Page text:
Previously published as: Journal of Management in Medicine
Online from: 2003
Subject Area: Health Care Management/Healthcare
|Title:||Shared mental models of integrated care: aligning multiple stakeholder perspectives|
|Author(s):||Jenna M. Evans, (Institute of Health Policy, Management and Evaluation, University of Toronto, Toronto, Canada), G. Ross Baker, (Institute of Health Policy, Management and Evaluation, University of Toronto, Toronto, Canada)|
|Citation:||Jenna M. Evans, G. Ross Baker, (2012) "Shared mental models of integrated care: aligning multiple stakeholder perspectives", Journal of Health Organization and Management, Vol. 26 Iss: 6, pp.713 - 736|
|Keywords:||Health care, Health services, Health system performance, Health systems integration, Integrated care, Inter-organizational relations, Shared mental models|
|Article type:||Research paper|
|DOI:||10.1108/14777261211276989 (Permanent URL)|
|Publisher:||Emerald Group Publishing Limited|
|Acknowledgements:||An earlier version of this paper was presented to the Health Care Management Division at the Annual Meeting of the Academy of Management in Chicago, Illinois, August 2009. Jenna M. Evans is funded by a Vanier Canada Graduate Scholarship and the Health System Peformance Research Network.|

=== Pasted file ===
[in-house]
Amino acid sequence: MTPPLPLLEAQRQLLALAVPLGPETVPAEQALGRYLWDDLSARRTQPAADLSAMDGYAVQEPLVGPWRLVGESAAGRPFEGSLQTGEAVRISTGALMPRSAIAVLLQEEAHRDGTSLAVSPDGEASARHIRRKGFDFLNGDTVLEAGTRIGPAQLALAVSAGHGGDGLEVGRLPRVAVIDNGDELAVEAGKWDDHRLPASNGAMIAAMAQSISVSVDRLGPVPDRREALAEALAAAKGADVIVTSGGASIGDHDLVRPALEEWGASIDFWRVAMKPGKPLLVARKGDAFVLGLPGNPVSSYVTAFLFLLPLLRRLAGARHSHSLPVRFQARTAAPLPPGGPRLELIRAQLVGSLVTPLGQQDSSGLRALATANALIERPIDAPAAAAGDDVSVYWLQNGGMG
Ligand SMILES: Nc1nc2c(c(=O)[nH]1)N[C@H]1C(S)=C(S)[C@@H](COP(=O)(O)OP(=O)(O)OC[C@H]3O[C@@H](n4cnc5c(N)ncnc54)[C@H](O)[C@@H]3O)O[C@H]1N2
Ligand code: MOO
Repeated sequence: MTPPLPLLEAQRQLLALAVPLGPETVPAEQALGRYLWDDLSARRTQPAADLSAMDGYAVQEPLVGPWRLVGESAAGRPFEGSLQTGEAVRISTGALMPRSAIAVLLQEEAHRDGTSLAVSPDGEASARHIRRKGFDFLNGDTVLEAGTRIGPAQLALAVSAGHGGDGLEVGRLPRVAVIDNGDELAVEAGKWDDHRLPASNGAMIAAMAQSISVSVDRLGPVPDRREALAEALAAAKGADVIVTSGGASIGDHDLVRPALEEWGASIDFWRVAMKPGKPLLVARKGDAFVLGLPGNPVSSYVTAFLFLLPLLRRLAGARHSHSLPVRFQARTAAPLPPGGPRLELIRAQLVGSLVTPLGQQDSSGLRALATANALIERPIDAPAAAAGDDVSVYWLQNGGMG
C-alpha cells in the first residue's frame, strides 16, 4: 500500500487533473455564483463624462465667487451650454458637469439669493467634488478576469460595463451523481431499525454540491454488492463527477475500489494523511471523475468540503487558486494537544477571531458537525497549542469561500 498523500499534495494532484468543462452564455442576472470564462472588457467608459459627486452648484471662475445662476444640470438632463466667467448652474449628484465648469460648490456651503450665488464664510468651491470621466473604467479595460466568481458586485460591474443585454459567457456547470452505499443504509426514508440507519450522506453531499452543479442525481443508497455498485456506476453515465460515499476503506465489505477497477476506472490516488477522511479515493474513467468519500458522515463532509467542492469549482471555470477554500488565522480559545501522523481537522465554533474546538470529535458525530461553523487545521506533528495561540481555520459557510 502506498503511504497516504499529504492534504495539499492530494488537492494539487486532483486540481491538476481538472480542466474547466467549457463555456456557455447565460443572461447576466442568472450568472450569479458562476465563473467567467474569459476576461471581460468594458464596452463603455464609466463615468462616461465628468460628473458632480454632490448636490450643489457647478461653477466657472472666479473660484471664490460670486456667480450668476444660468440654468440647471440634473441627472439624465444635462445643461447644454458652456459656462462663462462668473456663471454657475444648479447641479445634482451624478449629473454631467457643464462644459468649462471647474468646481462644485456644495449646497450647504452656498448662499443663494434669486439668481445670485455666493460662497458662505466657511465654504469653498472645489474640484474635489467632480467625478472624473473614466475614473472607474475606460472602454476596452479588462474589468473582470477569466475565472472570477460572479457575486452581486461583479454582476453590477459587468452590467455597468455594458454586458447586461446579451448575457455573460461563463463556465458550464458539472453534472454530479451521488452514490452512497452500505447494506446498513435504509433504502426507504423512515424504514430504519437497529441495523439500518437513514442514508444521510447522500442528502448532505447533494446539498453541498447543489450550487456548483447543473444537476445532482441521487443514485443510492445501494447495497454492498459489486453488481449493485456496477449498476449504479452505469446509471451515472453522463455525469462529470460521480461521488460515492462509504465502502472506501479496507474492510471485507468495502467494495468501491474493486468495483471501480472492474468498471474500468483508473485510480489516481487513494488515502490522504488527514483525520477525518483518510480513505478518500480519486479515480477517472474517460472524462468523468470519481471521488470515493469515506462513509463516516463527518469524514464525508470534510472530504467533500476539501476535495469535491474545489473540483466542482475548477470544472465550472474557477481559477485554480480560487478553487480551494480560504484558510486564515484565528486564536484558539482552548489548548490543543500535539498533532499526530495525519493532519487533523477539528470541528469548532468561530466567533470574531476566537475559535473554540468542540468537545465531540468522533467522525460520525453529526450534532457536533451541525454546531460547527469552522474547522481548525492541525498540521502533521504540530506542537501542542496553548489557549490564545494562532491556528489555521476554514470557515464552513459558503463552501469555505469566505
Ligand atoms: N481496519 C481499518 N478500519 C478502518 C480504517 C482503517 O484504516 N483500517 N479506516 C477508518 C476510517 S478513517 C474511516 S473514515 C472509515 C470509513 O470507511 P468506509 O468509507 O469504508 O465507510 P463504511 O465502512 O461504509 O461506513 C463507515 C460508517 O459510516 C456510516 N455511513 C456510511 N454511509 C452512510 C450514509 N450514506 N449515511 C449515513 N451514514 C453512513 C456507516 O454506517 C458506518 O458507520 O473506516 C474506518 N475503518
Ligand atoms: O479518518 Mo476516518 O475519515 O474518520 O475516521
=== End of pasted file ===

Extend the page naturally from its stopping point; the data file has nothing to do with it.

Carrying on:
Purpose – Health service organizations and professionals are under increasing pressure to work together to deliver integrated patient care. A common understanding of integration strategies may facilitate the delivery of integrated care across inter-organizational and inter-professional boundaries. This paper aims to build a framework for exploring and potentially aligning multiple stakeholder perspectives of systems integration.
Design/methodology/approach – The authors draw from the literature on shared mental models, strategic management and change, framing, stakeholder management, and systems theory to develop a new construct, Mental Models of Integrated Care (MMIC), which consists of three types of mental models, i.e. integration-task, system-role, and integration-belief.
Findings – The MMIC construct encompasses many of the known barriers and enablers to integrating care while also providing a comprehensive, theory-based framework of psychological factors that may influence inter-organizational and inter-professional relations. While the existing literature on integration focuses on optimizing structures and processes, the MMIC construct emphasizes the convergence and divergence of stakeholders' knowledge and beliefs, and how these underlying cognitions influence interactions (or lack thereof) across the continuum of care.
Practical implications – MMIC may help to: explain what differentiates effective from ineffective integration initiatives; determine system readiness to integrate; diagnose integration problems; and develop interventions for enhancing integrative processes and ultimately the delivery of integrated care.
Originality/value – Global interest and ongoing challenges in integrating care underline the need for research on the mental models that characterize the behaviors of actors within health systems; the proposed framework offers a starting point for applying a cognitive perspective to health systems integration.
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